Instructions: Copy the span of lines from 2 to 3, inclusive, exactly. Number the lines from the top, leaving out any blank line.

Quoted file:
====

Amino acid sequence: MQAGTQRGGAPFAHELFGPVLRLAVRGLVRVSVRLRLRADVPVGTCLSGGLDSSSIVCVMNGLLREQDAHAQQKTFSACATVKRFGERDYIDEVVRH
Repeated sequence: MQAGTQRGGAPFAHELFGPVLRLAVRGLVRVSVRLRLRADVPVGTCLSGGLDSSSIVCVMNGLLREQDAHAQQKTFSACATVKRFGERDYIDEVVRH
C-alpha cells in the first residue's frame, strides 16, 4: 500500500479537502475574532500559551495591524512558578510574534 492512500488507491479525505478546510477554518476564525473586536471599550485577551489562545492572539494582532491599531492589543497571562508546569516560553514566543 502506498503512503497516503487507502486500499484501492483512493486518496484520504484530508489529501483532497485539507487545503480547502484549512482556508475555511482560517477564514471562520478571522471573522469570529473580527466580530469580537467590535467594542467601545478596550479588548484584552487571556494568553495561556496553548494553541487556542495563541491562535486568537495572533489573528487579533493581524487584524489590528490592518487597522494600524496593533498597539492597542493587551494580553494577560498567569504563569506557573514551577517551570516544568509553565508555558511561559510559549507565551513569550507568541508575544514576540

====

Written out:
Repeated sequence: MQAGTQRGGAPFAHELFGPVLRLAVRGLVRVSVRLRLRADVPVGTCLSGGLDSSSIVCVMNGLLREQDAHAQQKTFSACATVKRFGERDYIDEVVRH
C-alpha cells in the first residue's frame, strides 16, 4: 500500500479537502475574532500559551495591524512558578510574534 492512500488507491479525505478546510477554518476564525473586536471599550485577551489562545492572539494582532491599531492589543497571562508546569516560553514566543 502506498503512503497516503487507502486500499484501492483512493486518496484520504484530508489529501483532497485539507487545503480547502484549512482556508475555511482560517477564514471562520478571522471573522469570529473580527466580530469580537467590535467594542467601545478596550479588548484584552487571556494568553495561556496553548494553541487556542495563541491562535486568537495572533489573528487579533493581524487584524489590528490592518487597522494600524496593533498597539492597542493587551494580553494577560498567569504563569506557573514551577517551570516544568509553565508555558511561559510559549507565551513569550507568541508575544514576540